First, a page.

Ron Slate's blog

on 2084: The End of the World, a novel by Boualem Sansal, tr. by Alison Anderson (Europa Editions)

In the wake of the Great Holy War of 2084, hundreds of millions of martyrs lay dead and vast regions are devastated, probably caused by atomic weapons. Now there is only Abistan whose residents worship the omniscient deity Yölah and his earthly messenger Abi who rules absolutely through his many ministries in the capital city of Qodsabad. How long ago did the great victory occur?

on Compass, a novel by Mathias Énard, tr. by Charlotte Mandell (New Directions)

A slight fever, racing pulse, cramps, vague discomforts – what is ailing the musicologist Franz Ritter other than habitual melancholia and insomnia?

on The Arcades: Contemporary Art and Walter Benjamin, convoluted by Jens Hoffmann et al (Yale University Press)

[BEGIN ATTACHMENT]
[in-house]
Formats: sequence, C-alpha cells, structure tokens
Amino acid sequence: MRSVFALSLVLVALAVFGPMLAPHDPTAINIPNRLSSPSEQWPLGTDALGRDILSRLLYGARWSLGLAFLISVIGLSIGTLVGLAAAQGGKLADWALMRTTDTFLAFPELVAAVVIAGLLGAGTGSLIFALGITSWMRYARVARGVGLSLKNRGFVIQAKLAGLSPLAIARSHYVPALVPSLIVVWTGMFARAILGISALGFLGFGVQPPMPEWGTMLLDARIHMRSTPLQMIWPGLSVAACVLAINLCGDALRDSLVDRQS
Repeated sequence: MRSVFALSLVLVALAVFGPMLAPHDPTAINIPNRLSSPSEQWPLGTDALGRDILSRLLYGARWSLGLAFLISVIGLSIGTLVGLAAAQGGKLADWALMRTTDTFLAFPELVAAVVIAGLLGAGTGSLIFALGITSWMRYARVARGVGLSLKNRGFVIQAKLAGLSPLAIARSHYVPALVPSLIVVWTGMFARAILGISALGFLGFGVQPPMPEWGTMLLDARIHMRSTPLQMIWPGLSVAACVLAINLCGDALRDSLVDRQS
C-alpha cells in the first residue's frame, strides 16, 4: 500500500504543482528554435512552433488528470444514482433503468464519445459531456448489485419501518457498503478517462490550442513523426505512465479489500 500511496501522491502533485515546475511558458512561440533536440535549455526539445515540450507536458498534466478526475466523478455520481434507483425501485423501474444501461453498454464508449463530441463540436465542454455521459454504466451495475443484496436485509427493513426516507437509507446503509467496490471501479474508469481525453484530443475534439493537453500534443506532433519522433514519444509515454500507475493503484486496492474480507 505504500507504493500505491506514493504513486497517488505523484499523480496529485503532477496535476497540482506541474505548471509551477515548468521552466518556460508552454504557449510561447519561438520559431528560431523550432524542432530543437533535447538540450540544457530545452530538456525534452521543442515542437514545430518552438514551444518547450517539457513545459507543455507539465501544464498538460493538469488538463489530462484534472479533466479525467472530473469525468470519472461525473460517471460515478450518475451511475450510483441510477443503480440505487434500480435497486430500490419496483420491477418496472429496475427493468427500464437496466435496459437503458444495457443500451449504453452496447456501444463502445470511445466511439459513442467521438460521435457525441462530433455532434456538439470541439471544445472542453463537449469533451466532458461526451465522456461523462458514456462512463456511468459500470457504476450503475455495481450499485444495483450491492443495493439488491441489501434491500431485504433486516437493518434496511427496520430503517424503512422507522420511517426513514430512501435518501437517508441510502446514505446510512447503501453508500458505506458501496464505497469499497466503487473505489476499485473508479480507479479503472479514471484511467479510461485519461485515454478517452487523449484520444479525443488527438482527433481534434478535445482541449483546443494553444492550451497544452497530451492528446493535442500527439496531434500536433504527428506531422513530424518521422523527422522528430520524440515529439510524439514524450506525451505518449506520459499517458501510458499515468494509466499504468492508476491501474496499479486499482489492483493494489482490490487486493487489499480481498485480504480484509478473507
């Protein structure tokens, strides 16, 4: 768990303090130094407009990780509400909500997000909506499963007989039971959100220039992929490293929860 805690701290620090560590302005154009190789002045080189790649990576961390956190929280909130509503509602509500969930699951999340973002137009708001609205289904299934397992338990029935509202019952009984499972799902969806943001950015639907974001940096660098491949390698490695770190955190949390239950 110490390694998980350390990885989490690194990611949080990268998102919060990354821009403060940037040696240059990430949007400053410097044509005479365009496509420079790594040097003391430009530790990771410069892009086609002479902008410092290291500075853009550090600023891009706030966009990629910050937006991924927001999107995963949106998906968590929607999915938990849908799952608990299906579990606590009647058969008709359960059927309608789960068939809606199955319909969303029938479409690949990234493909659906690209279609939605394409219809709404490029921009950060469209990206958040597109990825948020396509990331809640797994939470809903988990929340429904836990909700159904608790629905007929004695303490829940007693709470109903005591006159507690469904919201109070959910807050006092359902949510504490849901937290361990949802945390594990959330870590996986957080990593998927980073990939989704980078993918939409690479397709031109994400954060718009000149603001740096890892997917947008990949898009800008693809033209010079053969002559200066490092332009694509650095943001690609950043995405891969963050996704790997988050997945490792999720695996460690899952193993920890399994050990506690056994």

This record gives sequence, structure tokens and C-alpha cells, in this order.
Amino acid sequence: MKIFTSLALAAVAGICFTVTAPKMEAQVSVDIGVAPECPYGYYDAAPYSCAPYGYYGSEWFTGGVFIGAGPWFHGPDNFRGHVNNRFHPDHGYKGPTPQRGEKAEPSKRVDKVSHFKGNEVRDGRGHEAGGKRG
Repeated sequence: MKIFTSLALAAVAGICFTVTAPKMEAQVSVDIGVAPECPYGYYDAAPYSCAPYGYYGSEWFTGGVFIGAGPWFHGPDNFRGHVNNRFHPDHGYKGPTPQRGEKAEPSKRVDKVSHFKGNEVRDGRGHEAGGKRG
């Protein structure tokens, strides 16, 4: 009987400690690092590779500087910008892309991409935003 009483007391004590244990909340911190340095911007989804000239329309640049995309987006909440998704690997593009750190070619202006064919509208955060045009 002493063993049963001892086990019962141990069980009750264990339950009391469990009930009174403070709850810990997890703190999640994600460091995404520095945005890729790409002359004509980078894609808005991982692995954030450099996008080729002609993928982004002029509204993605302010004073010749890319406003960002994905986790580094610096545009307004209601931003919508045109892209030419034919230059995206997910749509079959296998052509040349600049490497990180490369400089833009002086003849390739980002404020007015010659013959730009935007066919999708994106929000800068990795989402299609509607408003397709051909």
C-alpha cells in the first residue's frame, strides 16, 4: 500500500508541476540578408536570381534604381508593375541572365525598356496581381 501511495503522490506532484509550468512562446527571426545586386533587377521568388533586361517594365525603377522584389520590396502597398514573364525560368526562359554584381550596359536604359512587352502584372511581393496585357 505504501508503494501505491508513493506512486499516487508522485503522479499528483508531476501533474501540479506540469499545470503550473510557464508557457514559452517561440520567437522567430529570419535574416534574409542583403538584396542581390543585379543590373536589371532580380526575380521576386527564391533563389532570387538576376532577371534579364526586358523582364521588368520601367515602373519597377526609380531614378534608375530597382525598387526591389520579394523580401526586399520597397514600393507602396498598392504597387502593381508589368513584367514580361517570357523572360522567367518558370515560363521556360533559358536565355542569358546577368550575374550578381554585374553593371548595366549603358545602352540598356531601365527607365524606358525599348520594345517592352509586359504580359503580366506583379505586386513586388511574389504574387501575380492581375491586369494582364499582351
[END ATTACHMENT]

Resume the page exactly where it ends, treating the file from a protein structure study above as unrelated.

Hannah Arendt once described Walter Benjamin as among “the unclassifiable ones … whose work neither fits the existing order nor introduces a new genre.” But a new genre is exactly what he inspired: the cross-breeding of forms – journalism, citation, exegesis, philosophical asides, flashes of memory.

on France, Story of a Childhood, an autofiction by Zahia Rahmani (Yale University Press)

Zahia Rahmani was born in Algeria in 1962 just as that country’s eight-year war of independence from France was ending. Her father was counted among the “Harkis” – the 75,000 Algerians who fought alongside the French against their own nationalist countrypeople. Literally overnight, the French crept away leaving 20,000 Harkis to be pulled from their beds, massacred and imprisoned.

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